There is a humorous touch to the alien threat, without making them completely goofy. I love the tongue-in-cheek scene with the cowering intern, terrified of death at the hands of the Judoon, and then, the menacing alien announces, “You will be catalogued,” and marks an X on his hand! I also love that the Judoon offer compensation to Martha for the misdiagnosis as an alien. The matter-of-fact delivery of the baddie as little old lady is also great.

    I always enjoy, from any incarnation, the Doctor’s highly typical ejaculation “Humans!” And I love the bit of dialogue where Martha says, “Running on adrenalin,” and the Doctor replies, “Welcome to my world.” I always get a kick out of Ten playing the part of an average human git – he does it so well, better than any of the AG doctors- Nine was too intense, Eleven too obviously alien. And I have always thought that Martha had one of the best “intro to the TARDIS” scenes, after she discovers the mysterious Doctor watching and waiting, and he draws her into following him. I found her reaction to the TARDIS natural and perfect, as she immediately runs back out to check that her senses haven’t tricked her somehow, and his response to her mouthing of the usual “bigger on the inside”.

    While it is clear that the Doctor is looking for a new companion now, he hasn’t quite admitted it to himself, claiming “one trip only” in a very defensive tone. I wish that they could have stuck to Martha’s claim that she had no interest in the Doctor, I would have preferred it to the love-struck approach which made me respect her less, because in other ways she was mostly a great companion. They could still have shown her frustration with the Doctor for treating her as a lesser successor to Rose, without the romance angle being part of it. However, that is still to come, and I have always found this episode charming and good fun.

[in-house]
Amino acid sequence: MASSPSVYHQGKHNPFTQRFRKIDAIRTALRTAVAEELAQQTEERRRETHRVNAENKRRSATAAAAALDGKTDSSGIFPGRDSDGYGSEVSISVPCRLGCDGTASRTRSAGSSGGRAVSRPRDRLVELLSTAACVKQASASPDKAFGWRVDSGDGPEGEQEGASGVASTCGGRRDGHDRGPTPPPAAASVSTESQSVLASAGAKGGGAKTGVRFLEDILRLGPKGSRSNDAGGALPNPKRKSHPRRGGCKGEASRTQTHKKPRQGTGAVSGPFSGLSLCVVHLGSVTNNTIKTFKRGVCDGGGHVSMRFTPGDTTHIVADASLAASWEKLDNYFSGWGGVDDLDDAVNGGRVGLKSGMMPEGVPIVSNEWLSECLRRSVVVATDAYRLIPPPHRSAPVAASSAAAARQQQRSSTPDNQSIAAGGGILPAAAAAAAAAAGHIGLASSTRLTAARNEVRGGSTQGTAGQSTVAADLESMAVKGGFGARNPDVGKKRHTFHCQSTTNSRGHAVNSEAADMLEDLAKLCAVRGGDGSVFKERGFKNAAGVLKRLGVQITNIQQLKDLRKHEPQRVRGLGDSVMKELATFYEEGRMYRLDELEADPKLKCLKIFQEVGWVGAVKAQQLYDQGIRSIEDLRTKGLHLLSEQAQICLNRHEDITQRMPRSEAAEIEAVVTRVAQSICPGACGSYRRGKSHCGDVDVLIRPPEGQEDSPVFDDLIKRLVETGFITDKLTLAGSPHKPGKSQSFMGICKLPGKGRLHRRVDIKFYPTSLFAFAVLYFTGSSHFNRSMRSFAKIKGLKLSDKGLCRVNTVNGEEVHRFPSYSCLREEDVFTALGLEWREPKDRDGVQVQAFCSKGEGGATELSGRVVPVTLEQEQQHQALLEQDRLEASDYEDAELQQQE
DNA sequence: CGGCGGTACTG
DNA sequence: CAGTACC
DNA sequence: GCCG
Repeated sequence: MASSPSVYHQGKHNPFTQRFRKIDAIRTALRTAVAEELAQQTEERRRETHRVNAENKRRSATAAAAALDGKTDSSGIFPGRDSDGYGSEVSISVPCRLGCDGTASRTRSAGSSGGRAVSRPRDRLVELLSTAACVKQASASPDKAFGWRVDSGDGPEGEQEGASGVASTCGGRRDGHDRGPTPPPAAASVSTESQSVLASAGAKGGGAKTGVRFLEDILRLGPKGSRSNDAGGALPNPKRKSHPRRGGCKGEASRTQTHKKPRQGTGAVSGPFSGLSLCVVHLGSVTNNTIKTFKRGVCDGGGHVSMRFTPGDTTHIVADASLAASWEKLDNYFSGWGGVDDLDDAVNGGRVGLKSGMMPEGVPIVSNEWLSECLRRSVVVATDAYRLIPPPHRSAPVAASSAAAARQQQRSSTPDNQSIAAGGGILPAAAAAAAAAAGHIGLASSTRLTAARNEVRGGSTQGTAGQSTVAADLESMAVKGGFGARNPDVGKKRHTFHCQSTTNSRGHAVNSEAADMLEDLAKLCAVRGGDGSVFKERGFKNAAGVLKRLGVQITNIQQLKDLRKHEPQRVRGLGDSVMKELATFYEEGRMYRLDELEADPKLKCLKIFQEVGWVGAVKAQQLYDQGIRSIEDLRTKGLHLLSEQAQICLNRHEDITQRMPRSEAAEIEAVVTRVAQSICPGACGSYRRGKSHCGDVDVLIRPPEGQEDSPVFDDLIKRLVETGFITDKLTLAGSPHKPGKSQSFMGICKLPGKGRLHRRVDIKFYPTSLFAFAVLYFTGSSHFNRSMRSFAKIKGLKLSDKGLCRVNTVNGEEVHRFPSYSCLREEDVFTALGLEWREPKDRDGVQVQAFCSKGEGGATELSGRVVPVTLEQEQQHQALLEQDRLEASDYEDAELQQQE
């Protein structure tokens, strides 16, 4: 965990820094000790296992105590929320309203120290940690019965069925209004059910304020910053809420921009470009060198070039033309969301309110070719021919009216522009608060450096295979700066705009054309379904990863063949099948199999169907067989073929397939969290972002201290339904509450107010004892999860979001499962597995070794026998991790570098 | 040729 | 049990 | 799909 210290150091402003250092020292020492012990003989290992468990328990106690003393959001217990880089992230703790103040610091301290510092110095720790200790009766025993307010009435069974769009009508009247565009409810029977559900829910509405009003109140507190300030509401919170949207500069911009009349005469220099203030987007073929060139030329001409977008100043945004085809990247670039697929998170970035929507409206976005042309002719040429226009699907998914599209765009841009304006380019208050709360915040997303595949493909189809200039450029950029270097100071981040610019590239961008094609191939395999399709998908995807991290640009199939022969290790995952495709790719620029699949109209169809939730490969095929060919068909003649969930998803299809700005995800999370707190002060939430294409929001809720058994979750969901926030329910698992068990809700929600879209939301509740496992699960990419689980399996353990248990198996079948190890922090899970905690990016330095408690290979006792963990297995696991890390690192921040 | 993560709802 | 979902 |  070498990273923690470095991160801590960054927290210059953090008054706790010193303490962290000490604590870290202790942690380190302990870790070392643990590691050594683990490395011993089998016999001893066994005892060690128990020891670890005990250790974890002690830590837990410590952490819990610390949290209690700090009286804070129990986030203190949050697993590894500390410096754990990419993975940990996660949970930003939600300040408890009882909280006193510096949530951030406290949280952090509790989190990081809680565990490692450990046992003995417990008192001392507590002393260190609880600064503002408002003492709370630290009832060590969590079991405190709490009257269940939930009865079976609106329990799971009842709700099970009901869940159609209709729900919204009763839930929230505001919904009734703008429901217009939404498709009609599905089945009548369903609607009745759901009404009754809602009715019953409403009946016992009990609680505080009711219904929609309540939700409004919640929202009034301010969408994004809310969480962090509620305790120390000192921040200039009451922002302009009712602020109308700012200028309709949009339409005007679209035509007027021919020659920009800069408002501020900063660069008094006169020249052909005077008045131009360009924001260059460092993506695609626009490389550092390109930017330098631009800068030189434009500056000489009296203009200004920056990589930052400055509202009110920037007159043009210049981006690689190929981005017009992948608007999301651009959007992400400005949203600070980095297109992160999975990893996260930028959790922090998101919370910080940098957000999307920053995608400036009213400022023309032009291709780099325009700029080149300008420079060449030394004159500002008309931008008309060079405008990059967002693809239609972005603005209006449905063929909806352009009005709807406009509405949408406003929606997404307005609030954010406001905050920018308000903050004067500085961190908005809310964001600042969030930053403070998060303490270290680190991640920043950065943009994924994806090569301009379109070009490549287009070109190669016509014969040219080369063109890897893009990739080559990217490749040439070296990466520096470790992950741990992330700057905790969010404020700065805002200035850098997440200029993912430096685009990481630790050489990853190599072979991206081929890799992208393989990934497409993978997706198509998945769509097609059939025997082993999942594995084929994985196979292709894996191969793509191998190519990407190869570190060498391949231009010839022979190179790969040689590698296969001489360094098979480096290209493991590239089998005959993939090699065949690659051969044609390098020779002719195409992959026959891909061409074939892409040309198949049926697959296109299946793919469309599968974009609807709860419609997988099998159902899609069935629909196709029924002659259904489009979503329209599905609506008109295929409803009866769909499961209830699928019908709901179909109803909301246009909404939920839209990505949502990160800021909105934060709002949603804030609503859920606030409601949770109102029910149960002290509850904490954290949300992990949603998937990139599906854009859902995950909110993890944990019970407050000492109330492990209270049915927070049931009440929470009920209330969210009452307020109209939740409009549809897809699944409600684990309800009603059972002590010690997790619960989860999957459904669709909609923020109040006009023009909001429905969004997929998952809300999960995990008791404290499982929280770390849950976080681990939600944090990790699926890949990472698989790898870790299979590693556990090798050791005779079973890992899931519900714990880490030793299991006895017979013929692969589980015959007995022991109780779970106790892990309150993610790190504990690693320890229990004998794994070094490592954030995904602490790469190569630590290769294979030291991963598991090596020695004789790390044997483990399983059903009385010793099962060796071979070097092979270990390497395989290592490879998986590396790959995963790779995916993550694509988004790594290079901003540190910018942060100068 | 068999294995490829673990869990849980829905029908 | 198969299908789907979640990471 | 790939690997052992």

#27944
    wolfweed @wolfweed

    The Dr in his PJs. Yes, very Arthur Dent.

    So, the Doctor had a brother? Or is he lying? Or is that what we’re supposed to think?

    The rain is going up – Michael Fish is looking decidedly embarrassed.

    The supporting cast’s attempt at portraying panic is very cringey. What’s my motivation? Just think ‘Panic Moon’.

    Someone’s turned up – Is it the (damned) Moonites? No, it the Judoon. More ‘thug’ than ‘Police’.

    David Tennant performs his most eyebrowy acting ever (to express that he’s not human).

    I wonder what Emily Pankhurst has been doing with that Laser Spanner…

    Locking the door with… a lock (because the sonic’s been destroyed) Hilarious!

    Wibbly-Wobbly, Tiey-Wiey…

    ‘Some say that one-sided love is better than none, but like half a loaf of bread, it is likely to grow hard and mouldy sooner.’

    #27957
    Bluesqueakpip @bluesqueakpip

    So, the Doctor had a brother?

    @wolfweed I’ve got a vague memory that the Third Doctor also mentions a brother. He goes climbing up the mountain near his house (on Gallifrey) with his brother.

    There’s definitely a brother in the New Adventures; he has a very active life. 😉

    #27960
    wolfweed @wolfweed

    @bluesqueakpip – Thanks for that. I looked it up. Older brother, Irving Braxiatel appeared in books & audio. I didn’t know until now.

    z
    http://fc09.deviantart.net/fs71/i/2013/329/e/1/braxiatel__theta_and_koschei_by_coconut_cocacola-d6vnovy.jpg

    TARDIS Data Core states: Braxiatel had no problems with swearing, referring to Cybermen as “metal bastards”…

    #27977
    ConfusedPolarity @confusedpolarity